I have not been running a lot in 2015 but I have been running more than I have in the past few years, so I decided to go over to my former high school and run one of the local premier road races, the Forks 15K.
After the race I had an opportunity to interview the winner, a fellow NCAA DIII alum and graduate of SUNY Brockport, David Rappleyea. I talked with him about his training following college and his out look for this coming racing season.
Here is the interview:
One of the key points he makes in his ability to improve following collegiate running is his ability to remain consistent.
I have talked about this before, and I have found it particularly important in my own success as a runner. Becoming a good runner is something that involves a long term vision. It takes years of aerobic development to improve your times, not just one season.
Though some find success in the short term, if they want to continue to improve as well, they need to keep at it year after year.
David has something though that not many people have, and that is a ton of self motivation. But if you become consistent in your training, you will find that it is much easier to be motivated. Running almost becomes like an addictive habit that you do daily.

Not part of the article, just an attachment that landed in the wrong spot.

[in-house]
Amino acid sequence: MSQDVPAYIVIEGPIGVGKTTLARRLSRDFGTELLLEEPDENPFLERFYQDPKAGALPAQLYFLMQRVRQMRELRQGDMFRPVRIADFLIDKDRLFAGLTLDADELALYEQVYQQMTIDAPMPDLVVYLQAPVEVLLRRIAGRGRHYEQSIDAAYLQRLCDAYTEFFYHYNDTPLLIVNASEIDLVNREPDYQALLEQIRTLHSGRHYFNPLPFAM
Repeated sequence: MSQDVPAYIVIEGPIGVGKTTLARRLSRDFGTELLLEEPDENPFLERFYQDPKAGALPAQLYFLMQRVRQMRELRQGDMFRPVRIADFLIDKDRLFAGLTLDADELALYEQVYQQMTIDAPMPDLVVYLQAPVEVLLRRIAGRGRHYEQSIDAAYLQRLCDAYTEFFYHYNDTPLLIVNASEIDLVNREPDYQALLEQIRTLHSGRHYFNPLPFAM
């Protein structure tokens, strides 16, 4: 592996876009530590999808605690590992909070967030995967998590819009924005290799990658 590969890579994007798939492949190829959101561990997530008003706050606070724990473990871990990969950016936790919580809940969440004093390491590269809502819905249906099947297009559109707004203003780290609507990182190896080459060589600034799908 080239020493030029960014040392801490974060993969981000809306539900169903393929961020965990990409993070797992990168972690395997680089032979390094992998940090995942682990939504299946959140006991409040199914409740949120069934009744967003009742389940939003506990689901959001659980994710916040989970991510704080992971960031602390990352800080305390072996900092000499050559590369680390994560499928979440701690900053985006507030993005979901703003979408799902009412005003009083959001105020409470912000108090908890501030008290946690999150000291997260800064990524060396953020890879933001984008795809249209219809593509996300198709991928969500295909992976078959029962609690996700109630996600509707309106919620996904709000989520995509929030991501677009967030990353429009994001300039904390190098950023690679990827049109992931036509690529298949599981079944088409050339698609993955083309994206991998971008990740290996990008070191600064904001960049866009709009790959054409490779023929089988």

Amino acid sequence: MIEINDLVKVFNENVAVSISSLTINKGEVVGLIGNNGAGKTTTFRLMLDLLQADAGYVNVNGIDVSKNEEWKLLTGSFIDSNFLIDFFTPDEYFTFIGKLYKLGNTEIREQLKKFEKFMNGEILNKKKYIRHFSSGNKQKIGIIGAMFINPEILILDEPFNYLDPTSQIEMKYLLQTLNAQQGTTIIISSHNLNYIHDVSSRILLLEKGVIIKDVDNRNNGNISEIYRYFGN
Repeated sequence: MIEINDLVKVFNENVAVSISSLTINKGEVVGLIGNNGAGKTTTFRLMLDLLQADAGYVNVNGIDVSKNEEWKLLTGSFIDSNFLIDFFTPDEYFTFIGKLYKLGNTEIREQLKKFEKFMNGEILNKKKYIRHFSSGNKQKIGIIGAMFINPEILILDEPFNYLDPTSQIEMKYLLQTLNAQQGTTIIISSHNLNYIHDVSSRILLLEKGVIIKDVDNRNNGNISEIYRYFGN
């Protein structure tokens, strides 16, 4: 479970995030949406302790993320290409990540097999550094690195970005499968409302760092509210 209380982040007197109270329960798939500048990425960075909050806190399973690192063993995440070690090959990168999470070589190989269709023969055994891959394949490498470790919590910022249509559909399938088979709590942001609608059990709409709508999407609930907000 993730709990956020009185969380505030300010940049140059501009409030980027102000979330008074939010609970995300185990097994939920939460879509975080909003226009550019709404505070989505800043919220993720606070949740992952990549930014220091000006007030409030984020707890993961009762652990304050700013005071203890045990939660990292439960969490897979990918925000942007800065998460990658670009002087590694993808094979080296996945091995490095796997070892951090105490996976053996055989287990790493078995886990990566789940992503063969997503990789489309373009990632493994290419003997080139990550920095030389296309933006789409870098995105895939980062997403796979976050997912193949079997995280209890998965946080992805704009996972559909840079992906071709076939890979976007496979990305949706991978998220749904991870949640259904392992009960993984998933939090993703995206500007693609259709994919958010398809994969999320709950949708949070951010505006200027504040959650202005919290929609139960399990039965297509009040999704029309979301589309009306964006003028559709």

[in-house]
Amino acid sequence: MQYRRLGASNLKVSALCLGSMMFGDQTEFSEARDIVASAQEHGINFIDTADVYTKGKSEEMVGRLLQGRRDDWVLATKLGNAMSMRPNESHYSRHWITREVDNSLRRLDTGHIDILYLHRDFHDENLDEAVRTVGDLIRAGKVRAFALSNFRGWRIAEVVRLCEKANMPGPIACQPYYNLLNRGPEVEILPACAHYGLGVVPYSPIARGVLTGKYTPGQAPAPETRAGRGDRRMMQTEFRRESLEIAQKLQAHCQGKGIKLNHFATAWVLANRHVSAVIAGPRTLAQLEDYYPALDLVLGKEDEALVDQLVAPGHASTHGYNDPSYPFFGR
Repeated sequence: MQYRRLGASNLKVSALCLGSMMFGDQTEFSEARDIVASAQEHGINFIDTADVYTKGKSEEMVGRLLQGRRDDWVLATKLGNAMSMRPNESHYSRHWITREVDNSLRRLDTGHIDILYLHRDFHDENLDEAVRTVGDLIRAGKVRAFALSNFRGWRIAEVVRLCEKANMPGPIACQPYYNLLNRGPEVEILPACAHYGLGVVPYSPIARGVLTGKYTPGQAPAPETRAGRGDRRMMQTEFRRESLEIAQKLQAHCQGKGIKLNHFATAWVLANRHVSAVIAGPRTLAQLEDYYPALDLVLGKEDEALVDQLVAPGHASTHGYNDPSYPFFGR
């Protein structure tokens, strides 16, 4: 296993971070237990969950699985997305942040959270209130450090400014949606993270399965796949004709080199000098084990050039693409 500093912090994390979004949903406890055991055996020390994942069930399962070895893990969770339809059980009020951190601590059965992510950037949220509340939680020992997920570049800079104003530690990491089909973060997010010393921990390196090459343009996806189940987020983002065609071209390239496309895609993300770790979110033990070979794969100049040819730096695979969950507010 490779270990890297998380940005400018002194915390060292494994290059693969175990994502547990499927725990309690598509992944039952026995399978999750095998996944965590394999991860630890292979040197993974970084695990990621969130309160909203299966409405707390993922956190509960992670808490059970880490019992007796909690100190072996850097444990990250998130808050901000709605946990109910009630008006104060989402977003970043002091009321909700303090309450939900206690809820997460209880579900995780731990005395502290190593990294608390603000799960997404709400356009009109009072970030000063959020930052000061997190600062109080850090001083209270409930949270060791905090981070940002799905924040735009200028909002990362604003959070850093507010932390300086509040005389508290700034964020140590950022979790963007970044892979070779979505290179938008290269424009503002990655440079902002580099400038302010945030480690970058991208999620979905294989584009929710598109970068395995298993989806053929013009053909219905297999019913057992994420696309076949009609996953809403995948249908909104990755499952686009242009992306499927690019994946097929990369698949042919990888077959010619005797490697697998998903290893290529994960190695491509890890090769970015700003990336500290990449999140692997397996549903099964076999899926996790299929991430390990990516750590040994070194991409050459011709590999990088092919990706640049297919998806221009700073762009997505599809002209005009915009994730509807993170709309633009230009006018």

I hope you enjoyed the interview. If you have any questions, leave one in the comments!
Question: What are steps you have taken to become consistent in your training?
In recent years, there has been a huge change in the area of how we run mechanically. Some of this has to do with the barefoot movement. In that movement we have changed our running gait to be one that strikes more with our forefoot rather than our heels. Not everyone has done this, but I have.
With this change, the forces are now being transferred into your Achilles tendon and calf muscles. This was actually how I acquired a couple stress fractures in my tibia and get Achilles tendinitis (I will say tendon “itis” for this one only because I had huge amounts of swelling).
With that said, I wanted to show you a few exercises you can use as prehab to avoid getting hurt due to the transfer of impact forces.
You can watch the video here:
In the video I do explain the simple two legged calf raise, single leg calf raises, Up on two down on one calf negatives, and the use of a step to enhance those exercises.
Question: Do you have any more calf exercises that you use? Have you ever had Achilles tendonitis/opathy?
Let me know with a comment below!
It has been a little while since I have done a review, but I recently purchased a pair of Brooks Pure Connect 3’s because I really needed a new pair of shoes and these were on sale for $43 (which is a steal).
So here is my video:
In one of my previous reviews, I compared the first impressions I had with the PureFlow 3 with the PureConnect 3. This ultimately swayed me when I saw such a great deal on the shoes to pull the trigger and get them.